This Ella Young, described as the distinguished author seems to have been a fairly well-known poet. She was born in Ireland but immigrated to the United States in 1925, and moved to California. Given that information, and the spelling of “colour,” I suspect this is the right woman.

The friend is not identified in the “Round Robin” and I have been unable to learn who it was, though this sighting is in Harold Wilkins’ Flying Saucers on the Attack [page 40 of the American paperback edition]. He describes “…Young as an American authoress, who wrote to Mr. Meade Layne, M.A., who has devoted much time to the investigation of these remarkable phenomena, seen at various dates…” Although Wilkins reproduces Young’s statement in his book, that didn’t provide evidence of the report prior to Arnold. Interestingly, he also alters it, changing the time from “25 min. of six,” to “and the time was 5:35 p.m.,” and removes both the underlining and the parenthetical statement.

The “Round Robin” editor also printed the note that came from Young’s friend but without a name, it does little to actually corroborate the story. It was signed as “An Interested Observer,” and it said:

A friend [Young] and I were sitting near Morro Bay about 5:30 in the evening of Dec. 30, watching the sunset over the sea. As brilliant colours poured into the sky, golden and bright red, a large blackish shape appeared. We thought it was a large airplane but noticed that the wings were larger than usual and that they curved like the wings of a bat or a bird. They were wider and broader, also. The shape flew slightly toward land, then hung poised in the air for at least more than five minutes. Then rather suddenly a large band of golden cloud floated in front of it, blotting it out completely. The sunset deepened in colour but the shape had disappeared. I thought this might be of interest to you, as there is no doubt about the shape.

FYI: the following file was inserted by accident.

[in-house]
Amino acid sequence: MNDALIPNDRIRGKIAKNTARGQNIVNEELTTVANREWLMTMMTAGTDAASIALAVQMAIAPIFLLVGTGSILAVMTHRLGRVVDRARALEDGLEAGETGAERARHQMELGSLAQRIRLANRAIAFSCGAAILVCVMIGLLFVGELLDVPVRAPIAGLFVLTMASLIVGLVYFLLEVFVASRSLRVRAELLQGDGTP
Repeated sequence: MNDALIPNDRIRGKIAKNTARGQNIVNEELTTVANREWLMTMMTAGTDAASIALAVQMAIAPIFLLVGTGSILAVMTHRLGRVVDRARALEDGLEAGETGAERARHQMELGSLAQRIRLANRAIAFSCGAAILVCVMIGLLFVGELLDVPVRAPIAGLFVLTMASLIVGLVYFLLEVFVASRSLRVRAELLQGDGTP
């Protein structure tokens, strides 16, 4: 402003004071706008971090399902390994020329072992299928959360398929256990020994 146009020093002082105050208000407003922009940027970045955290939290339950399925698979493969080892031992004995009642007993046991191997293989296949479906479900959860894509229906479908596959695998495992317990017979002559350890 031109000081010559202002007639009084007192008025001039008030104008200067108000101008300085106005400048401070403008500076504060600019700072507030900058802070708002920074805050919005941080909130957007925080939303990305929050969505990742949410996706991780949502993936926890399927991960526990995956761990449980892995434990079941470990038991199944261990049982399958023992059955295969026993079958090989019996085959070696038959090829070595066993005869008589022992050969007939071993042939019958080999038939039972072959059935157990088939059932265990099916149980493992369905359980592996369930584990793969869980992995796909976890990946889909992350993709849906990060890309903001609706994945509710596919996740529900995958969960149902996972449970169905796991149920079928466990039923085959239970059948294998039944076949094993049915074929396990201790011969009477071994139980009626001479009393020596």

Well, not exactly a disc shape, but then, it sort of matches the description given by Arnold some months later. Sure, you have to interpret what is meant by the descriptions and by doing that you certainly can slip off the rails. For those who think they might want to track down Ella Young, which wouldn’t be all that difficult given her writing career, I will note that she died on July 23, 1956.

There is some intriguing discussion with this article. It said, “And as was lately pointed out in Flying Roll, RR [Round Robin] friend Vincent Gaddis has collected data on some thirty-odd instances of mysterious flying objects, widely varying in appearance – nearly all of recent date.”